Two scenes from a diverse city:

A Protestant minister with a doctoral degree walks into a Center City store. After staring for a minute, a clerk comes up and asks, "Will you be buying anything today?"

The minister, of course, is black.

A young woman from the Northeast walks into a bodega in Frankford. The store clerk, assuming from her skin that she is Latina, addresses her in Spanish. She explains that, no, she's half Japanese. A friendly exchange ensues; she becomes a regular at the bodega.

Which story typifies the city of Philadelphia?

The answer, clearly, is both. It is a city diverse, divided and wary, full of scars and unfriendly assumptions. It is a city diverse and increasingly OK with that, particularly among its rising generations, for whom mixed marriages are unremarkable, barely worth noting.

No one article or event can capture the subtle nuances and slow-motion shifts that arise as a diverse city struggles to embrace all that it is.

The now-notorious Philadelphia Magazine cover story, "Being White in Philly," surely missed a lot of nuance. It didn't enrage me as much as it did some of my friends, but it was clearly a misfire.

A few days after it came out, some colleagues from NewCORE called me, asking: "What can we do to promote a better conversation?"

NewCORE stands for New Conversation on Race and Ethnicity. For four years this motley, interfaith group has been gathering to attempt the difficult conversations in a new way.

We concluded our best move would be to model publicly the NewCORE way of delving into the double helix of race. What is that way? You start with stories, personal stories; you leave aside embedded grievances and polished polemic. You strive just to listen to another's story, and to respond in ways that seek to understand, not rebut or reject.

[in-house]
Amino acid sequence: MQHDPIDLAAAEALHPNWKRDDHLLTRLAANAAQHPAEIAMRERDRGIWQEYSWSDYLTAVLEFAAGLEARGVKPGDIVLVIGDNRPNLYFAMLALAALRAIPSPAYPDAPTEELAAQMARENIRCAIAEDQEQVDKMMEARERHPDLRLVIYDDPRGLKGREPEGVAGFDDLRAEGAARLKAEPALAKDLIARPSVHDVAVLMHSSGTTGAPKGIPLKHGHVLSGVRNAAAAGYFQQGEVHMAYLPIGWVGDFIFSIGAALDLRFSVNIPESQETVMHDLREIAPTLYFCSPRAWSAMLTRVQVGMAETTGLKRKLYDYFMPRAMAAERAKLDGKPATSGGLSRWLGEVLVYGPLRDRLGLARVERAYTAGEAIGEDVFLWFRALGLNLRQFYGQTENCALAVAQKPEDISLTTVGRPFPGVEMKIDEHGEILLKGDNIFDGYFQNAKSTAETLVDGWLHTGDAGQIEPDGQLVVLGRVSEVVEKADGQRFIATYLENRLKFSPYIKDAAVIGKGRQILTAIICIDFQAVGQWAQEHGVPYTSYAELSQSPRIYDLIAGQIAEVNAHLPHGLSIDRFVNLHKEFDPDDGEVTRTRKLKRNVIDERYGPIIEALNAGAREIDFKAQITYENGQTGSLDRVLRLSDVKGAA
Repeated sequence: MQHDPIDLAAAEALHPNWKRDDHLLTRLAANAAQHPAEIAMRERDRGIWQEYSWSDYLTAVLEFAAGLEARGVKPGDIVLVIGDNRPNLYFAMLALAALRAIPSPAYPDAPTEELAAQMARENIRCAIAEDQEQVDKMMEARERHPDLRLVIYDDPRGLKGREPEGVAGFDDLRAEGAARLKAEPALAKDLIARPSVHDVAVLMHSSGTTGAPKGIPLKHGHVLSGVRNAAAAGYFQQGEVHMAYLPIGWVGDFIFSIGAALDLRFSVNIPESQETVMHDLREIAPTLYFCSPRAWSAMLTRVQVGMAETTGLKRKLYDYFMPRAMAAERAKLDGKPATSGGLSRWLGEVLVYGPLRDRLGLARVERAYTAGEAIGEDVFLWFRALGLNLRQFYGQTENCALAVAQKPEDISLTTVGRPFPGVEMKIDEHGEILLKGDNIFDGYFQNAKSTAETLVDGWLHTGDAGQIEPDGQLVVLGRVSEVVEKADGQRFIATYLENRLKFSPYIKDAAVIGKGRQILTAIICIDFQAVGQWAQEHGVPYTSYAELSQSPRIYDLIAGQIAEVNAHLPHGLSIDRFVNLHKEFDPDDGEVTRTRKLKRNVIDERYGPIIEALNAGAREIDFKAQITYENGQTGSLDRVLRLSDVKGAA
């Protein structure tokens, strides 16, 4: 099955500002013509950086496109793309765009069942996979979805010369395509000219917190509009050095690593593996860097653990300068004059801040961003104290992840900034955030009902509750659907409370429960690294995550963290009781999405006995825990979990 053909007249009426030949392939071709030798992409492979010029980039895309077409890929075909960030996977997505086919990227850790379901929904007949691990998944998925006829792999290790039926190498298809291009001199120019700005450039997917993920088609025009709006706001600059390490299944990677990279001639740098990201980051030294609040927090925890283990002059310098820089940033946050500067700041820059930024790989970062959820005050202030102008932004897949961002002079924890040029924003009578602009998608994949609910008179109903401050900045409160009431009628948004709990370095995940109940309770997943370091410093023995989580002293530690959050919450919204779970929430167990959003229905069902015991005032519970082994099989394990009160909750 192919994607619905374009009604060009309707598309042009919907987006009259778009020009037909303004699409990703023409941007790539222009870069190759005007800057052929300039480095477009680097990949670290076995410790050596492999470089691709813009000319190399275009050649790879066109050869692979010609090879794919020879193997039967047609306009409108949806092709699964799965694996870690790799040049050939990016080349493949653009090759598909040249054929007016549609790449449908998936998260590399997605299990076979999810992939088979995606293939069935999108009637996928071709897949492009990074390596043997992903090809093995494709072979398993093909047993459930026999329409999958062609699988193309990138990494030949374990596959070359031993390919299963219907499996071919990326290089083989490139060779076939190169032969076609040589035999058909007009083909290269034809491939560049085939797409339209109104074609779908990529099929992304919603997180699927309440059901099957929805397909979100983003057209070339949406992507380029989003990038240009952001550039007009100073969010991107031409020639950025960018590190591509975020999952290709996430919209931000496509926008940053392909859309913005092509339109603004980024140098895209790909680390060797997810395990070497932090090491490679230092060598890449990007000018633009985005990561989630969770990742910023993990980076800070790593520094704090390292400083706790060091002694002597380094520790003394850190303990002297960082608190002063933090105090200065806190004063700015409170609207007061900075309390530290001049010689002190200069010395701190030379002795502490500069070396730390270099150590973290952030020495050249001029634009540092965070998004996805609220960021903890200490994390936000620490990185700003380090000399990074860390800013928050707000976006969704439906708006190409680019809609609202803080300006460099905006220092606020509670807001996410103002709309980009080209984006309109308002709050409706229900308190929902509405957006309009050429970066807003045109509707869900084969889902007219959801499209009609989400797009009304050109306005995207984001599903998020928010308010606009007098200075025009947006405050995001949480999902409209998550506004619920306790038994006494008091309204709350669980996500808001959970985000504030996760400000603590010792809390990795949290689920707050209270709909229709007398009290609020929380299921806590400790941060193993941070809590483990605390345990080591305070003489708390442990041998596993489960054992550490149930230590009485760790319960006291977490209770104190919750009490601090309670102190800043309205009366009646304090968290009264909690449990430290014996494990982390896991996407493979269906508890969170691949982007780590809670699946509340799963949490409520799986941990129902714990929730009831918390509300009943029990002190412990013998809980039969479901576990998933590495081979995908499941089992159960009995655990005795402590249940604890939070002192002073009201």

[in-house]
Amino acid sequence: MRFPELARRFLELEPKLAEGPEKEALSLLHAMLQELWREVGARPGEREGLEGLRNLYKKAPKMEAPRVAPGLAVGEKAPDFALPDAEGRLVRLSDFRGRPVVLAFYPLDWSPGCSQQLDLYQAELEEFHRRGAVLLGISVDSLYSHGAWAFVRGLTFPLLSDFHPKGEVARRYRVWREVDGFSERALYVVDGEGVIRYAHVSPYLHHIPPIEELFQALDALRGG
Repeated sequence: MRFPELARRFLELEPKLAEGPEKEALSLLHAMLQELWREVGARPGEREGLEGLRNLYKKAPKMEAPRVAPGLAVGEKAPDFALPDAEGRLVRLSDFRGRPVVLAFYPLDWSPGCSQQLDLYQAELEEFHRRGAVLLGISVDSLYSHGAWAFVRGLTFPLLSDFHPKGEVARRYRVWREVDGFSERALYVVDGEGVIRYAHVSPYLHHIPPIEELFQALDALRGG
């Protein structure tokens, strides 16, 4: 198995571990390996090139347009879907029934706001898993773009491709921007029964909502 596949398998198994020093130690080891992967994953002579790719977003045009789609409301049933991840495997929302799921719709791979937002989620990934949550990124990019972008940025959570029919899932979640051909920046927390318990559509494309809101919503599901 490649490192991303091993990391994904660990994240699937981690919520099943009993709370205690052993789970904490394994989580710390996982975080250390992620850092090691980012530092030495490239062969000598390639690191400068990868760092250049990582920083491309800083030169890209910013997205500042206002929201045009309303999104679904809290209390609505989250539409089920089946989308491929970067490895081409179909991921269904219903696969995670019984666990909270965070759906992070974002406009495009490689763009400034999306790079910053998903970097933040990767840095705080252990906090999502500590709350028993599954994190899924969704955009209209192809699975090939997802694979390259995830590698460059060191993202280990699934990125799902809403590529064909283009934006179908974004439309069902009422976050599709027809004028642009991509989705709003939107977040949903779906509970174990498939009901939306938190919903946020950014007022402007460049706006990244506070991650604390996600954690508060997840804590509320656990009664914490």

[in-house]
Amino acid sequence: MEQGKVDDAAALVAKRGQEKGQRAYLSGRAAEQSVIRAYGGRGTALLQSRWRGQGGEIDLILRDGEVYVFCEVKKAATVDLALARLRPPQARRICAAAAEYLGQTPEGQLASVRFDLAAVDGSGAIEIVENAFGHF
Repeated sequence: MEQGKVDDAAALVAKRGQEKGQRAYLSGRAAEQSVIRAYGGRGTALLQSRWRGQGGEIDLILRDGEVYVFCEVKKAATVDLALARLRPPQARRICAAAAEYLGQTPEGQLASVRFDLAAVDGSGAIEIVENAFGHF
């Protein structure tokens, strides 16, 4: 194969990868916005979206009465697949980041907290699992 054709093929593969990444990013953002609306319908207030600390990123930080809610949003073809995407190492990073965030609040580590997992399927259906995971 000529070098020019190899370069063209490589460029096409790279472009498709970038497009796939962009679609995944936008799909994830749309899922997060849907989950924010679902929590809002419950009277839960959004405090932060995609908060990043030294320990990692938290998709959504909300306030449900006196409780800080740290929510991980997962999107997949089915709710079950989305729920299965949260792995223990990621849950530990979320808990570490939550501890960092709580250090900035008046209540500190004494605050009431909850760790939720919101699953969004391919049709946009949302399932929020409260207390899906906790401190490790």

It's patient work. It doesn't produce miracles or six-point agendas.

What it does offer are little flares of insight and empathy; touchstones for navigating a diverse world.

Tuesday night, here at WHYY, NewCore will provide a glimpse of how this approach works. The evening is called "Being (Blank) in Philly?" Blank as in fill in the blank, with whoever you are.

A few brave volunteers, including Rob Wonderling of the Greater Philadelphia Chamber of Commerce and Michelle Freeman of Flying Kite Media, will tell their stories about being who they are in Philly. You are invited to listen, even to follow suit if the spirit moves you.

I'll try to moderate the proceedings. I'm eager. I'm scared. I hope to see you there.

If you're interested in attending or learning more about the event, go to www.whyy.org/events.

To respond, comment below, or go on Twitter (@chrissatullo) or email This e-mail address is being protected from spambots. You need JavaScript enabled to view it .